Unsteady Nature of Wing Vortices and Their Interactions with Downstream Wings

Student thesis: Doctoral ThesisDoctor of Engineering (EngD)

Abstract

Unsteady wakes are experimentally investigated in this thesis using a water tunnel facility, with a focus on the structure of the tip vortex and wake of a plunging wing, unsteady wakes of a plunging airfoil, and unsteady aerodynamics of the stationary downstream wing in the wake of a plunging airfoil. The flow structure of a NACA0012 airfoil/wing plunging sinusoidally at a chord Reynolds number of Re= 20,000 is investigated within a wide range of reduced frequencies (k) (from 0.00 to 3.14) and Strouhal numbers based on the peak-to-peak amplitude (St) (from 0.00 to 0.24).
The amplitude of the tip vortex and the wake oscillation vary with wing oscillation frequencies and amplitudes. Both the tip vortex amplitude and wake oscillation amplitude have a weak relationship with the Strouhal number (St) and the reduced frequency (k). Wake amplitude decreases as the Strouhal number (St) and the reduced frequency (k) increase, resulting in a reverse Kármán Street in the mid-span plane and various vortical structures in the cross-flow plane due to the linked vortex loops. The ratio of the amplitude of the tip vortex to the amplitude of the wake oscillations is always smaller than unity. This means that wake oscillations are more likely to create bigger force variations than the tip vortex in interactions with the downstream wing.
Unsteady wakes of a plunging airfoil are analysed in the streamwise flow and the cross-flow in the near wake using two-point correlations and the Proper Orthogonal Decomposition (POD). It is shown that the unsteady characteristics are even better correlated with the Strouhal number (St) than the mean flow quantities and the reduced frequency (k). By increasing the Strouhal number (St), the percentage energy of the fundamental wake modes of the streamwise flow and the flapping mode of the cross-flow increases, but at different rates in the drag-producing and thrust-producing wakes. Results reveal that the Strouhal number (St) is the most important parameter in determining the degree of two-dimensionality of the wake. This implies that the spanwise coherence of the experimentally produced gusts should be considered when interpreting the amplitude of the lift fluctuations on the downstream wing.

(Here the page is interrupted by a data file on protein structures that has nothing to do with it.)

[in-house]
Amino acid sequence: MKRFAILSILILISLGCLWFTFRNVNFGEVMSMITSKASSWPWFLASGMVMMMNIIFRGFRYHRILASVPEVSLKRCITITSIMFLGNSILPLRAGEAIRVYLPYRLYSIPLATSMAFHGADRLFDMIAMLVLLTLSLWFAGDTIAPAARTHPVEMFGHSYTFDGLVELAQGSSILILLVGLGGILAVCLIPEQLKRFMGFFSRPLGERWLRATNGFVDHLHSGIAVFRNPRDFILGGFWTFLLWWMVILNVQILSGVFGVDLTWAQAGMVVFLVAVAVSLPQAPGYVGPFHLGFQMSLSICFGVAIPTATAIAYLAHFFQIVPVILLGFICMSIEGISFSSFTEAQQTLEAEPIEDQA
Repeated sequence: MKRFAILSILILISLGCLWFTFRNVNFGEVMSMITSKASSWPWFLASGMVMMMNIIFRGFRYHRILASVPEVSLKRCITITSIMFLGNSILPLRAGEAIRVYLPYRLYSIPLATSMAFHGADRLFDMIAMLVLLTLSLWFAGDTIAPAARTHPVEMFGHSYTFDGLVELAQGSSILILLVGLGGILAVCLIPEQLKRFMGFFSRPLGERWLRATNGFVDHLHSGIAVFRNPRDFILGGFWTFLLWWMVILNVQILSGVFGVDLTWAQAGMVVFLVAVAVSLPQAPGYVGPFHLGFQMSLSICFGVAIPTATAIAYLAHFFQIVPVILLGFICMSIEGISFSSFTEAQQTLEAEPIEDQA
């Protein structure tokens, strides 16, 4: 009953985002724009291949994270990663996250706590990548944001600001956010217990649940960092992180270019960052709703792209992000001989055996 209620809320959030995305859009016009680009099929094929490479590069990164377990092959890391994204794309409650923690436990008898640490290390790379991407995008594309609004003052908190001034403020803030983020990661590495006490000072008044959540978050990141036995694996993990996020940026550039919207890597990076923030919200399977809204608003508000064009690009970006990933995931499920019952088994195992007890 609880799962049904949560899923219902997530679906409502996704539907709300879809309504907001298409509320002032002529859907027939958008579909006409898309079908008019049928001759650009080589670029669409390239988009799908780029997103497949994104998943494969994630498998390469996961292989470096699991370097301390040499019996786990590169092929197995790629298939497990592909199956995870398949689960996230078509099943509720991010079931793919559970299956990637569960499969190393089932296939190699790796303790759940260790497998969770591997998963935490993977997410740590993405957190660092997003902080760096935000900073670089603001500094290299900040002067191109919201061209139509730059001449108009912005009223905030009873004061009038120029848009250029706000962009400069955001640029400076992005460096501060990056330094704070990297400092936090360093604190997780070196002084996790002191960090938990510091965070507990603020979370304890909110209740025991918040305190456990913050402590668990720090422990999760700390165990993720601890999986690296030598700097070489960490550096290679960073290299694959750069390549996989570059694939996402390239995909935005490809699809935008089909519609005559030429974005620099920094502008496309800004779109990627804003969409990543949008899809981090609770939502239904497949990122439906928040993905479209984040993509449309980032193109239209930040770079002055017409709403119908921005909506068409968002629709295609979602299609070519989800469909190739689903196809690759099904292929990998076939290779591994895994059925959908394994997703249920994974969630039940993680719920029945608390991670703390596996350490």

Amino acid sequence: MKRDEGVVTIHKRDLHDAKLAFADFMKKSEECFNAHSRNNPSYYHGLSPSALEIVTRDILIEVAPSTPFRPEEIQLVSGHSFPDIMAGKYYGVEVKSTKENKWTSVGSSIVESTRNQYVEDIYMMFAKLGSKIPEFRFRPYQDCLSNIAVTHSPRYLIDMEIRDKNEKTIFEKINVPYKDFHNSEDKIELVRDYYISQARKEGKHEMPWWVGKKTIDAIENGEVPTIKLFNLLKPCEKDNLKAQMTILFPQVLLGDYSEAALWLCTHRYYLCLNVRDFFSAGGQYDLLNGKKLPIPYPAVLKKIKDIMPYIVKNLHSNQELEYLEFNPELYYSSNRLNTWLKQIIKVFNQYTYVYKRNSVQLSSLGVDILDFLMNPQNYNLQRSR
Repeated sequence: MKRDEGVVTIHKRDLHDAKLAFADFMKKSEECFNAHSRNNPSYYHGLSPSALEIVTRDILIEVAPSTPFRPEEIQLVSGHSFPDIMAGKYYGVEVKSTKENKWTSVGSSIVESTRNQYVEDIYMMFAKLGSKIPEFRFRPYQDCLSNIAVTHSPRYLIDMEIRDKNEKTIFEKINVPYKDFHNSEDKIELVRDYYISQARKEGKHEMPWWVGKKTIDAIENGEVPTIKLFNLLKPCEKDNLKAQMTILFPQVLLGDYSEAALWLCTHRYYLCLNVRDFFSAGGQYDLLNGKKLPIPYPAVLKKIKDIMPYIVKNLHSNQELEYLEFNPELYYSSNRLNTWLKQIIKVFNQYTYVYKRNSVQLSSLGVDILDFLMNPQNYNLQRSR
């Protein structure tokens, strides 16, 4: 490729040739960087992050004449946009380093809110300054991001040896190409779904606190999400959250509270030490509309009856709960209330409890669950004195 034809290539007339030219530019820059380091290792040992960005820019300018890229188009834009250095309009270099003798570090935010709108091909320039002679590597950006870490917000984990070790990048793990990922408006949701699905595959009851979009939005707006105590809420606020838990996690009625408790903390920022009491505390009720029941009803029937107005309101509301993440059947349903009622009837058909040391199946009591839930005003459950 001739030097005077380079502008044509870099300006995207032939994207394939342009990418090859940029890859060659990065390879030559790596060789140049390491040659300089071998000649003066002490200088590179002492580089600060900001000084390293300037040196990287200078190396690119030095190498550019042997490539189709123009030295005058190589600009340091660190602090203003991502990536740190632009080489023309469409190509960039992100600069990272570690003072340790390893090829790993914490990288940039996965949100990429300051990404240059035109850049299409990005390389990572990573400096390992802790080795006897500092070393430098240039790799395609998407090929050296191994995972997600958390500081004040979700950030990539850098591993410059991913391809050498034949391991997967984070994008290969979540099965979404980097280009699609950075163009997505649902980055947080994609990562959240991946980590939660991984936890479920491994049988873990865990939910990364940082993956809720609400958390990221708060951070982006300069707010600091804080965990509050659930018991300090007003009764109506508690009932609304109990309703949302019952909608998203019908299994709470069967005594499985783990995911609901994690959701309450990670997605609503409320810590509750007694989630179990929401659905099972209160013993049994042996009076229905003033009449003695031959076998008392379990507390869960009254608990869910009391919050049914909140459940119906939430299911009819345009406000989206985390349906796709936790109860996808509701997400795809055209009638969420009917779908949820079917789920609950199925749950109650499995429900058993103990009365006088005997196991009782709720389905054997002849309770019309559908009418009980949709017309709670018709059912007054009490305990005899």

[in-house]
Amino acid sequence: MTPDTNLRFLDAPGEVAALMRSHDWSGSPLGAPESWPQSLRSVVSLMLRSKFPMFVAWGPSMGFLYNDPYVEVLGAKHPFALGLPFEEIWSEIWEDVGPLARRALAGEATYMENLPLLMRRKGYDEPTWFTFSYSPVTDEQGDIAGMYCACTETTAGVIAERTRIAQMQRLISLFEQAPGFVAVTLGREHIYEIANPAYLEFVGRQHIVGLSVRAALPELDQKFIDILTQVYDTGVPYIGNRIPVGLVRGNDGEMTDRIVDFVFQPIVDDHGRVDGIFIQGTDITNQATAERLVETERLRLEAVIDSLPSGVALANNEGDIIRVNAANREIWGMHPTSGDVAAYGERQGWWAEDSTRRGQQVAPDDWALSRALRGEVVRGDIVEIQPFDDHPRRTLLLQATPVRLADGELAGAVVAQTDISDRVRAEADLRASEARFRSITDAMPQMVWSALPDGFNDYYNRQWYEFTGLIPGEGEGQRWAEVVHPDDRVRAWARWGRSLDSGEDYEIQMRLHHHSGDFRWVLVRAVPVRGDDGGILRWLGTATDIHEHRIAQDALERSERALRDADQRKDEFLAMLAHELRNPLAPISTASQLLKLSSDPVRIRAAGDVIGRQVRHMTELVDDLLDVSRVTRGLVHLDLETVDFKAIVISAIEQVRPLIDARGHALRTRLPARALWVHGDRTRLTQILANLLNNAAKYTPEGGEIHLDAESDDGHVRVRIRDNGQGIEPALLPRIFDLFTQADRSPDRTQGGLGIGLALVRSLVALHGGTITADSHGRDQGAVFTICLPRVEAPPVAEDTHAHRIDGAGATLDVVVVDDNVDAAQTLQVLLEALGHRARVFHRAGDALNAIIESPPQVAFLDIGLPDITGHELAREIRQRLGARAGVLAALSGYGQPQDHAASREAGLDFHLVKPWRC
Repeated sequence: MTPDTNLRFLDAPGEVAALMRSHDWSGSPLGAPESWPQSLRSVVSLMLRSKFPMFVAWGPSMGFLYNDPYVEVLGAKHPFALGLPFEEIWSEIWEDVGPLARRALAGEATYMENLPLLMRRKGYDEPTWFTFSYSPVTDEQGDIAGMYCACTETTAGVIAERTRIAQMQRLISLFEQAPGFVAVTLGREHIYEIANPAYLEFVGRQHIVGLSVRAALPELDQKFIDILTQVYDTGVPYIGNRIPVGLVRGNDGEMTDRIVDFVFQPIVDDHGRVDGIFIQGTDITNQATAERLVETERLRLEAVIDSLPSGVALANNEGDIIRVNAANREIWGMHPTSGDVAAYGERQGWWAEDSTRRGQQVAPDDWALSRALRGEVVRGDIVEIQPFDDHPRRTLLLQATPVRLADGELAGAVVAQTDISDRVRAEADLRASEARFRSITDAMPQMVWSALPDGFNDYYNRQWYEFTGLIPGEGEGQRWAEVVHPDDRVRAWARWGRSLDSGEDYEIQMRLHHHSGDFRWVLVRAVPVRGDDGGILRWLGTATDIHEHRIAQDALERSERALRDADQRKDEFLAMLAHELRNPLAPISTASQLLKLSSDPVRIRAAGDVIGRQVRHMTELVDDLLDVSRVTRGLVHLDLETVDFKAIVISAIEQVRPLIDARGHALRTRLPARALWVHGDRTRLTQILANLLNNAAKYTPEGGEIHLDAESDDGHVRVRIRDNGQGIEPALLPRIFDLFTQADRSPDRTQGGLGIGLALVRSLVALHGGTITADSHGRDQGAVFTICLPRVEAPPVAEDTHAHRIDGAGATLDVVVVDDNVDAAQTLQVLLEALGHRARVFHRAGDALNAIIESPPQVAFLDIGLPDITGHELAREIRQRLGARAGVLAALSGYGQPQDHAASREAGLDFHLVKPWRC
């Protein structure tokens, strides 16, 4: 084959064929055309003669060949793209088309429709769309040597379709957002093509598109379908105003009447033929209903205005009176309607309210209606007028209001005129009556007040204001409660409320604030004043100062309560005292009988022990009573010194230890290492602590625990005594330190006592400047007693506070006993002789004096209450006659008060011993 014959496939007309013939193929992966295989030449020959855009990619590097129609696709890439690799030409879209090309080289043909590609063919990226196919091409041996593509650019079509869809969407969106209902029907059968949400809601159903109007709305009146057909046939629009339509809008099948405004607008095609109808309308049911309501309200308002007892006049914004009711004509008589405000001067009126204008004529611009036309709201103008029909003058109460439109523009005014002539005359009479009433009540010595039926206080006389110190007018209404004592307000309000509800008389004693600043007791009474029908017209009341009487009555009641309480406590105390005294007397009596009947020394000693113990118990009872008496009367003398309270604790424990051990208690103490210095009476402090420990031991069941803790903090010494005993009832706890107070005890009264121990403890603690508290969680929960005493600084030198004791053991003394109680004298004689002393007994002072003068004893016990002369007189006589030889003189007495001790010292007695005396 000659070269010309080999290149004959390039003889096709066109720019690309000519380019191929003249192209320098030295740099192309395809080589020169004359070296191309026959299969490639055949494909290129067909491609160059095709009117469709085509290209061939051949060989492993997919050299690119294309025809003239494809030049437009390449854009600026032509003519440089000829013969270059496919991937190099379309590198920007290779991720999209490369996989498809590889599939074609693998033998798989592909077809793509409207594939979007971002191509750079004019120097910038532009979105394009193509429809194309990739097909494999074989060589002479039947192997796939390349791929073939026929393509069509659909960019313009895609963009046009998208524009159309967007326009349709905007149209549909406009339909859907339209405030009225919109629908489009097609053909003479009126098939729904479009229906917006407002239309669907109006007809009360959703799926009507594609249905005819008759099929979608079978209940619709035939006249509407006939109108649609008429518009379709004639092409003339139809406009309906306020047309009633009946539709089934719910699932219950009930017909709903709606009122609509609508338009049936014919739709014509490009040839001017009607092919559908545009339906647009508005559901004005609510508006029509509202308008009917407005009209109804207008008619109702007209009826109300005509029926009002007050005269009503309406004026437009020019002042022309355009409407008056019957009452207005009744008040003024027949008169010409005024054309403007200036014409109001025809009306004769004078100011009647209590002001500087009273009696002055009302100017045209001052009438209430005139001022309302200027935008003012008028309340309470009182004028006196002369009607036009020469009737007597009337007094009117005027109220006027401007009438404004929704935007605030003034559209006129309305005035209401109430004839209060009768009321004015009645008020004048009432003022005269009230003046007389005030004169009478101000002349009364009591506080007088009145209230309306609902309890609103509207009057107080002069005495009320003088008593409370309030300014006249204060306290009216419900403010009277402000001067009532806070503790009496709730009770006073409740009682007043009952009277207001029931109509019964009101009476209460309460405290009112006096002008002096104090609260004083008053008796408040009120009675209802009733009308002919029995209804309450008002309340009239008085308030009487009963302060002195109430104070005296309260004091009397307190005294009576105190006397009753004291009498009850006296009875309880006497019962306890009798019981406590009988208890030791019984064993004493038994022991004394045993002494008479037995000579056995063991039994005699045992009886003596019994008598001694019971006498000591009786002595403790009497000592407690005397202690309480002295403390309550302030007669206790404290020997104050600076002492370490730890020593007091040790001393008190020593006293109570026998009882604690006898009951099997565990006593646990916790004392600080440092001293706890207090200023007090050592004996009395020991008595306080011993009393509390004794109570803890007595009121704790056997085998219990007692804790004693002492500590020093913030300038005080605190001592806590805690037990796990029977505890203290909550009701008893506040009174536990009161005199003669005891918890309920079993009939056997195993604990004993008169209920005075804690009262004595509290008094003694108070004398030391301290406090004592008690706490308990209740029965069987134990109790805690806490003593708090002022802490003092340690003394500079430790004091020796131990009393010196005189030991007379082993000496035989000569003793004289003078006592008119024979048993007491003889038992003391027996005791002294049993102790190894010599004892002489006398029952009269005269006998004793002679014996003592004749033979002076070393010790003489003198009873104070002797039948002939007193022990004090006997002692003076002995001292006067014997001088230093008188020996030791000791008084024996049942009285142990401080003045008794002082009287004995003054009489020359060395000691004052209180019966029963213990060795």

ii
Unsteady aerodynamics of a wing in the wake of a plunging airfoil is explored by altering vortex-street configuration, frequencies and amplitudes of the plunge oscillation. When the leading-edge of the wing is placed at the wake centreline or just above it, the amplitude of the lift variations is the largest. With increasing angle of attack of the wing, the lift amplitude increases and the flow separation at the leading-edge, formation of a leading-edge vortex and formation of a vortex couple with the incident vortex become more noticeable. The lift time history has higher harmonics up to n=5 when the wing is close to the wake centreline. This is due to the cross-stream velocity profile in the undisturbed wake and can be also predicted by a point vortex model. For wing-asymmetric wake interactions, the lift amplitude of the wing is reduced as the asymmetry of the wake is increased (by increasing the angle of attack of the plunging airfoil), resulting in modification of geometry and circulation of the vortices in the reversed von Kármán Street. For an unloaded wing in the symmetric wakes, the peak lift coefficients increase with increasing frequency and amplitude of the plunging airfoil. The amplitude and form of the cross-stream velocity profiles, as well as the degree of two dimensionality in the undisturbed wake, are all determined by these kinematic parameters. The amplitude of the lift coefficient of the wing depends on a single wake parameter only, which is the Strouhal number based on the peak-to-peak amplitude of the upstream airfoil (St).
Date of Award14 Sep 2022
Original languageEnglish
Awarding Institution
  • University of Bath
SupervisorZhijin Wang (Supervisor) & Ismet Gursul (Supervisor)

Cite this

'